Speech by SCED at 2013 Hong Kong Management Association Quality Award Dinner
Following is the speech "Be Water" by the Secretary for Commerce and Economic Development, Mr Gregory So, at the 2013 Hong Kong Management Association (HKMA) Quality Award Dinner tonight (July 22):
Dr (Dennis) Sun (HKMA Chairman), distinguished guests, ladies and gentlemen,
Good evening. It is my pleasure to join you here at the HKMA Quality Award Dinner.
Excellence is what sets Hong Kong apart from our competition, and is one of the most important forces to drive organisational success and growth. The Quality Award recognises those organisations that have attained a level of excellence deserving our recognition. Tonight, we gather here to celebrate that excellence and I would like to congratulate the many award winners on the due recognition of your achievements. Your efforts have contributed significantly to the success of Hong Kong's economy.
Usually at this junction of my speech, I would notice that some of the dinner guests may begin to tune out and branch off in their conversations. The Golden Rule seems to go something like this:
*Those who reside at the head table will cooperate to endure the speeches; while
*those who reside elsewhere will enjoy the evening conversing with their friends.
This is a fair game, because Hong Kong is a free economy. It has been recognised by the US Heritage Foundation as the freest economy in the world for 19 consecutive years. So you are free to talk, when the speeches are not enticing to you.
But this does not need to be the case. In fact, I often thought that dinner functions such as tonight's present the golden opportunities for the Government to engage with people, provided we rise to the challenge of being "not boring".
Speaking of which, I would like to present to you one of the most interesting and favourite sons of Hong Kong: Mr Bruce Lee.
I love Mr Bruce Lee and his philosophy. I love how he sees things:
"Empty your mind, be formless, shapeless, like water. Now, you put water into a cup, it becomes the cup, you put water into a bottle, it becomes the bottle, you put it in a teapot, it becomes the teapot. Now, water can flow or it can crash! Be water, my friend."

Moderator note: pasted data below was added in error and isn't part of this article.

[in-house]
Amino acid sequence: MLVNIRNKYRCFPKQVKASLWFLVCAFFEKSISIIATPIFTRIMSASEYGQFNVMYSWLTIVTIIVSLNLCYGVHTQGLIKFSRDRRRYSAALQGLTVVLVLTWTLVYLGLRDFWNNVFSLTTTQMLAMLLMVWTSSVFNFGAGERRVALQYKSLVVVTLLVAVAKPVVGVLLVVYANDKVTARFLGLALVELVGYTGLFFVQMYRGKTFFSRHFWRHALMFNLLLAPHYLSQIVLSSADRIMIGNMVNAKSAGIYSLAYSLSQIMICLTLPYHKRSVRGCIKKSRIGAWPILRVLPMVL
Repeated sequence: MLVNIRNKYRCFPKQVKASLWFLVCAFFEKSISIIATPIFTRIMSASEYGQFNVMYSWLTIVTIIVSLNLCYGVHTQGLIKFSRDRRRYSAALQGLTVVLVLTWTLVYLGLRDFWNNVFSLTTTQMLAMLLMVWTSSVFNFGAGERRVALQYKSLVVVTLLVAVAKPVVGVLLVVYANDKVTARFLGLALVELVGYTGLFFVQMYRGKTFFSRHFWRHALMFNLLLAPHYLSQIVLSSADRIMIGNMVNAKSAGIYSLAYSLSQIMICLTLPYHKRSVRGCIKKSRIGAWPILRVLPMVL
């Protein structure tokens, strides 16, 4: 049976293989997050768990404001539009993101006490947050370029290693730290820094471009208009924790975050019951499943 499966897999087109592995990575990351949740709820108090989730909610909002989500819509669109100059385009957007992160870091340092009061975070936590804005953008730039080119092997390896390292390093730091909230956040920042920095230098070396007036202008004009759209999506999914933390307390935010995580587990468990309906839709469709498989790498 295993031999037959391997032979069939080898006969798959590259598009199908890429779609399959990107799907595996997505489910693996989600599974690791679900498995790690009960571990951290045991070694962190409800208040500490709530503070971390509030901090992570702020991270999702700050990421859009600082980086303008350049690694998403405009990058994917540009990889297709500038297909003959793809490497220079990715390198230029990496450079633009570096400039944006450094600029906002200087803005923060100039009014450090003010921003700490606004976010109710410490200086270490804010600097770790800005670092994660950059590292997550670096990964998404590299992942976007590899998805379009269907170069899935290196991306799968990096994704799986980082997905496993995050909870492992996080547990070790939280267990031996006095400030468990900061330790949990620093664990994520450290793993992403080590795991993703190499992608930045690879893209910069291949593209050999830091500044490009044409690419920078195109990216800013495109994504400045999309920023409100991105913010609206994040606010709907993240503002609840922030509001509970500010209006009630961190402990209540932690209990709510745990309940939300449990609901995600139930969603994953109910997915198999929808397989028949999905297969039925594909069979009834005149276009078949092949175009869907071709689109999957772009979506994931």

Don't you love that quote? In contrast, last Wednesday at the Legislative Council I was asked an oral question about Mr Bruce Lee's former residence and this is how I rose to answer that question.
I was not like water. In fact, I was pretty stiff. But frankly inside, I felt like I need to do Mr Bruce Lee more justice by saying it in this manner.
What does it tell me? There are obviously conventions and expectations and cultural barriers within which we are to behave and perform in the community, in our jobs, and in our respective roles. But the challenge is to rise above the convention, and make a difference, like Mr Bruce Lee did.
In fact, it was Mr Bruce Lee's relentless quest for excellence, diligence and innovation which introduced kung fu to the modern world, moving it up the value chain, bridging the East and the West.
In a like manner, this is and has been what Hong Kong's role in the past decades: introducing many initiatives to the world, moving it up the value chain, bridging the East and the West. Hong Kong had the foresight to be the first mover into many things in the past, seizing opportunities and turning them into reality. The vision of "One Country, Two Systems" still allows us to rise above our competitors in many respects.
Hong Kong is, in particular, renowned for our low and simple tax system; rule of law; free flow of capital, people and information; excellent infrastructure with good connectivity to the rest of the world; etc.
Hong Kong has been consistently ranked among the highest in the world in all sorts of business and innovation rankings. This shows that Hong Kong is one of the most attractive places for doing business. All these are our competitive advantages.
But there is no room for complacency. And we must take pains to sharpen our edge as an international city. I think you would know what I mean by that.
In an interview with Mr Pierre Berton back in 1971, Mr Bruce Lee said, "I do think that things of the Chinese will be quite interesting in the next few years...I mean once the opening of China...you know...that it will bring more understanding and more things that are, hey, like...different, you know, that may be in the contrast or comparison some new things might grow. So, therefore, I mean, it is a rich period to be in."
That is foresight. Mr Bruce Lee had it. And Hong Kong thrived on it. And the rest is our recent history.
To end my sharing tonight, I would like to exhort you to:
"Be water, irrigate your resources to tap the vast blue ocean of opportunities under 'One Country' and flow under 'Two Systems' to connect it to the world, bringing prosperity to all. Be water, my friend."
Monday, July 22, 2013